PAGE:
The literature has many mathematical models of prevalence for various types of contagious or acquired diseases [5,6,17,18,22-27], some requiring multiply linked differential equations (i.e. SEIR = susceptible, exposed, infected, and resistant population fractions), including linear and exponential models, compared here, power law, binomial, quadratic, Markov, random, and oscillating (Podgor & Leske [26], Keiding [27]). For progressive myopia, the variables of interest, in addition to time, include age, discussed here, ethnicity, location, discussed here, inherited factors, and the near-point environment.

Summary

The primary finding of the research presented here is that the prevalence ratio of high-myopes (R < -6.0 D) to common-myopes is expected to increase from 25% entering college, to 50% or more after college, Figure 1. These statistics are particularly relevant to the many years of study required by M.D., Ph.D., and M.D./Ph.D. programs.

Figures 4 and 5 below schematically show the -3.0 to -4.0 diopter demand on the eye’s focusing system caused by studying, typical of some college students, and the proposed optical solution to this problem, by counter-acting the -3.0 D near-point environment with a compensating +3.0 D (+) lens.

Figure 4. Norman Rockwell’s “The Law Student”, from the Saturday Evening Post, is seen reading  at an effective distance of -3.0 to -4.0 diopters.

Figure 5. Reading glasses for a  -5.00 D. college myope. (+) Add technology is used by both bifocals and  progressive addition lenses, “PAL’s”.    PAL’s are “no-line” bifocals.   Basically, these (+) Add  reading glasses  are distance compensators, with a  +3.00 D  Add for reading.

Acknowledgements

The authors thank Frank Young, Otis Brown, Antonio Medina, and Bill Baldwin for many helpful discussions.

Conflict of interest

The authors have no proprietary or financial conflicts of interest. 

References

  1. Fan DS, Lam DS, Lam RF, Lau JT, Chong KS, et al. (2004) Prevalence, incidence, and progression of myopia of school children in Hong Kong. Invest Ophthalmol Vis Sci 45: 1071-1075. [Crossref]
  2. Greene PR, Vigneau ES, Greene J (2015) Exponential prevalence and incidence equations for myopia. Clin Exp Optom 98: 210-213. [Crossref]
  3. Lam CS, Goh WS (1991) The Incidence of Refractive Errors Among School Children in Hong Kong in Relationship with the Optical Components. Clin Exp Opt 74: 97-103.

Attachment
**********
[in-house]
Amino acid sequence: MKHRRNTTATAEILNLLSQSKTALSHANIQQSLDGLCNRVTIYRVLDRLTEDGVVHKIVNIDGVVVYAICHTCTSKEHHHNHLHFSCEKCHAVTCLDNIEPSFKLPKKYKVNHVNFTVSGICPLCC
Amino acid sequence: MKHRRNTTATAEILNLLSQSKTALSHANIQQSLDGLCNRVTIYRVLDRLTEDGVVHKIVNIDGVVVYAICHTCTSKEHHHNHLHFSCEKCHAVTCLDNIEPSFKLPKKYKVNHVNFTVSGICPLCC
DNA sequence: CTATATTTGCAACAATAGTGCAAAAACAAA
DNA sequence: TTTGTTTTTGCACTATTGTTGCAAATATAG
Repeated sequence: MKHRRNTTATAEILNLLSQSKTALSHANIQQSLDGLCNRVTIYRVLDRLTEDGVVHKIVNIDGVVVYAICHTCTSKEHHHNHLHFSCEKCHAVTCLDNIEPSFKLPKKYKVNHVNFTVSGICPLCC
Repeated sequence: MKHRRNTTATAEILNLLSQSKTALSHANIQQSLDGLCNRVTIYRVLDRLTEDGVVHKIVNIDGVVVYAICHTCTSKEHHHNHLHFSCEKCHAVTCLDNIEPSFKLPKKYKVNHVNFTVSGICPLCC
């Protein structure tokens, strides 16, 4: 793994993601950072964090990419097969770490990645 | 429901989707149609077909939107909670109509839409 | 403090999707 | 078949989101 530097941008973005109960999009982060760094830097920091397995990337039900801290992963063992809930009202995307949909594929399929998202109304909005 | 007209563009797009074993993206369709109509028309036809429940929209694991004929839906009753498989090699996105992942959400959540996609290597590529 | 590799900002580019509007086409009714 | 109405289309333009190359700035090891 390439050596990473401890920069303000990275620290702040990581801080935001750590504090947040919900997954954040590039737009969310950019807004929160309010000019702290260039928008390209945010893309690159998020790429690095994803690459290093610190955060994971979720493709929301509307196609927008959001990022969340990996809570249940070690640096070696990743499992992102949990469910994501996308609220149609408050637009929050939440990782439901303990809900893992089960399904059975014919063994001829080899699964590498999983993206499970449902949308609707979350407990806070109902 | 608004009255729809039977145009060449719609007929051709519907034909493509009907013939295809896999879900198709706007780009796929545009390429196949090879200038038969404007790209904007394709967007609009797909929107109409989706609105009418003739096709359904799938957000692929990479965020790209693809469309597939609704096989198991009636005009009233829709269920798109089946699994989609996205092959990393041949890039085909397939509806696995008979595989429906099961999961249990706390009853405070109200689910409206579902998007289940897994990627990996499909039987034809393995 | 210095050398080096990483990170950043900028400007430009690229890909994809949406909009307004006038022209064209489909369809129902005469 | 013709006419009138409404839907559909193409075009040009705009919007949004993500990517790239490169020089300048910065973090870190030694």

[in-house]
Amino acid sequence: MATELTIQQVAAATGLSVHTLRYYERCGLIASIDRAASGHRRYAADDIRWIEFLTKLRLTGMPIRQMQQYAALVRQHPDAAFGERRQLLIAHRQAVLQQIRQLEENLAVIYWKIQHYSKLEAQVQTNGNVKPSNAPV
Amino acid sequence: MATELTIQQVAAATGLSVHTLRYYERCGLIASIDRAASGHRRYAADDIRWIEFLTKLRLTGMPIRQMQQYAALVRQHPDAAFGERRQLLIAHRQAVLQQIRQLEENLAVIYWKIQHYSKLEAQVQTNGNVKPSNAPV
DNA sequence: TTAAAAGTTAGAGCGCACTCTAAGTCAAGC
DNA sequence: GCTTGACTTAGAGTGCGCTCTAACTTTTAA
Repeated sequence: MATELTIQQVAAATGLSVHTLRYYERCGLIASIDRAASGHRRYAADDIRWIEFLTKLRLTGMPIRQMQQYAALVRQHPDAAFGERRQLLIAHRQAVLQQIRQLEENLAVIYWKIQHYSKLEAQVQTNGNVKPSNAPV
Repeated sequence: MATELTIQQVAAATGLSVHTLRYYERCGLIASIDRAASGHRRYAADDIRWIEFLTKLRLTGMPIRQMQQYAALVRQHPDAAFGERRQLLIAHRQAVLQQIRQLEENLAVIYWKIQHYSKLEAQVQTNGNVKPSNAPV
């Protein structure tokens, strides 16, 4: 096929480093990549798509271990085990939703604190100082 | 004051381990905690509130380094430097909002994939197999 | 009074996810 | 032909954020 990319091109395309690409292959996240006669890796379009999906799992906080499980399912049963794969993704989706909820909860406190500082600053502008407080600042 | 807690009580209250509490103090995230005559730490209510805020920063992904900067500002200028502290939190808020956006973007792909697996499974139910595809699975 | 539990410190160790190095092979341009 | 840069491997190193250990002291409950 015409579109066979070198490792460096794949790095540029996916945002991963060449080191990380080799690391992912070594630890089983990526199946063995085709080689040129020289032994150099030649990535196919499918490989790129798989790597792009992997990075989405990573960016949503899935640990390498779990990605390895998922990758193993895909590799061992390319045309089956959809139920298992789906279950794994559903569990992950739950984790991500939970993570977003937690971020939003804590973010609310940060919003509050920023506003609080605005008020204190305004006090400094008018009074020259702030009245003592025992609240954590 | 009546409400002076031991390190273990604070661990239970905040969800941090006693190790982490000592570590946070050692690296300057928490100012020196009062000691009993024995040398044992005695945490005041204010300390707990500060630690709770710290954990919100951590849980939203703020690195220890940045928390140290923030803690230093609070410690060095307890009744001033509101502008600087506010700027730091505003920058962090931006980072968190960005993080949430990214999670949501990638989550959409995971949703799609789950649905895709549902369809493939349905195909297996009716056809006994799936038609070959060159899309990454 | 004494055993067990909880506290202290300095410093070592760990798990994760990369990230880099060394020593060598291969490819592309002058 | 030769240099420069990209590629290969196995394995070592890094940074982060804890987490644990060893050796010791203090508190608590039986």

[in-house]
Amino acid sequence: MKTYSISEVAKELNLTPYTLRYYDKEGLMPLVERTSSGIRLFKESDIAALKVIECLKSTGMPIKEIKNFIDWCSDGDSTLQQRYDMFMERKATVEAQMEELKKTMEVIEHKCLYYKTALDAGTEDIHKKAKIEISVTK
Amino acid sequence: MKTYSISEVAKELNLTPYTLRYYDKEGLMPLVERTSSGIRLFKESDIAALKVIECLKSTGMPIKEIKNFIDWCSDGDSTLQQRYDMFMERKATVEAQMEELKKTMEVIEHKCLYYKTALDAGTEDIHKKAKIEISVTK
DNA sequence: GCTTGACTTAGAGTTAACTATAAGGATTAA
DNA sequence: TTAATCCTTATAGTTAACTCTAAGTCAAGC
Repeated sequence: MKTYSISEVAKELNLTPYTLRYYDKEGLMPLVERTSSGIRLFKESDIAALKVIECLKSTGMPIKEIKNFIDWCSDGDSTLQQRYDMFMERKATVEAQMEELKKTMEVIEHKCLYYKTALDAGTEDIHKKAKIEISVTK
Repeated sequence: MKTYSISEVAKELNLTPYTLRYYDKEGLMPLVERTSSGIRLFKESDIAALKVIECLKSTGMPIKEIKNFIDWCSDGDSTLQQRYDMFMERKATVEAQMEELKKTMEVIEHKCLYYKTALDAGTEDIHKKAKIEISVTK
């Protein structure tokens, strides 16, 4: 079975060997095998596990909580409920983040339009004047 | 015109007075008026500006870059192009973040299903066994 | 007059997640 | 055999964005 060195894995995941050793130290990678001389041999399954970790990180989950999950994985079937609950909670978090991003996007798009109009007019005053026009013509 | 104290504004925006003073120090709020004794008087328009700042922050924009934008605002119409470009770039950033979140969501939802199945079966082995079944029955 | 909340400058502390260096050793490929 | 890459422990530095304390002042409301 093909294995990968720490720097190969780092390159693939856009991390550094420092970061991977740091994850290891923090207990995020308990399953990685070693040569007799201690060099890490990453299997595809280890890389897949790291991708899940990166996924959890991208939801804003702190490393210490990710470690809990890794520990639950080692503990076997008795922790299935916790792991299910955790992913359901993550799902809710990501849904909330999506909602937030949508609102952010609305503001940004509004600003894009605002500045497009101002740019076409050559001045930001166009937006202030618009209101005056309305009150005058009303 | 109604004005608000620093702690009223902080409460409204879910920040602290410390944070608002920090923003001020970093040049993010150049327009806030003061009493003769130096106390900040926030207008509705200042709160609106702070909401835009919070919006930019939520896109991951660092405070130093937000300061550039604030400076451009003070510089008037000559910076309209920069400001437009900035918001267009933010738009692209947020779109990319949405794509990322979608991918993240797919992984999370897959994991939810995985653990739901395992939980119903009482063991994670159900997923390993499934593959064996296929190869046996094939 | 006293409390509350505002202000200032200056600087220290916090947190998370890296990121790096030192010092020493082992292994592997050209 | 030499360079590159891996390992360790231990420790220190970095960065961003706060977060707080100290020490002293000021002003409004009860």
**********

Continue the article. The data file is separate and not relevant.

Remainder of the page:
4. Lin LL, Shih YF, Hsiao CK, Chen CJ (2004) Prevalence of myopia in Taiwanese schoolchildren: 1983 to 2000. Ann Acad Med Singapore 33: 27-33. [Crossref]
  5. Pan CW, Ramamurthy D, Saw SM (2012) Worldwide prevalence and risk factors for myopia. Ophthalmic Physiol Opt 32: 3-16. [Crossref]
  6. Sun J, Zhou J, Zhao P, Lian J, Zhu H, et al. (2012) High prevalence of myopia and high myopia in 5060 Chinese university students in Shanghai. Invest Ophthalmol Vis Sci 53: 7504-7509. [Crossref]
  7. Dolgin E (2015) The myopia boom. Nature 519: 276-278. [Crossref]
  8. Fan DS, Cheung EY, Lai RY, Kwok AK, Lam DS (2004) Myopia progression among preschool Chinese children in Hong Kong. Ann Acad Med Singapore 33: 39-43. [Crossref]
  9. Greene PR (1986) Gaussian and Poisson blink statistics: a preliminary study. IEEE Trans Biomed Eng 33: 359-361. [Crossref]
  10. Greene PR, Medina A (2016) Analogue Computer Model of Progressive Myopia – Refraction Stability Response to Reading Glasses. J Comput Sci Syst Biol 9: 104.
  11. Medina A, Fariza E (1993) Emmetropization as a first-order feedback system. Vision Res 33: 21-26. [Crossref]
  12. Medina A (2015) The progression of corrected myopia. Graefes Arch Clin Exp Ophthalmol 253: 1273-1277. [Crossref]
  13. Medina A (2016) Detecting the effect of under-correcting myopia. Graefes Arch Clin Exp Ophthalmol 254: 409-410. [Crossref]
  14. Goh WS, Lam CS (1994) Changes in refractive trends and optical components of Hong Kong Chinese aged 19-39 years. Ophthalmic Physiol Opt 14: 378-382. [Crossref]
  15. Lin LL, Shih YF, Lee YC, Hung PT, Hou PK (1996) Changes in ocular refraction and its components among medical students--a 5-year longitudinal study.” Optom Vis Sci 73: 495-498.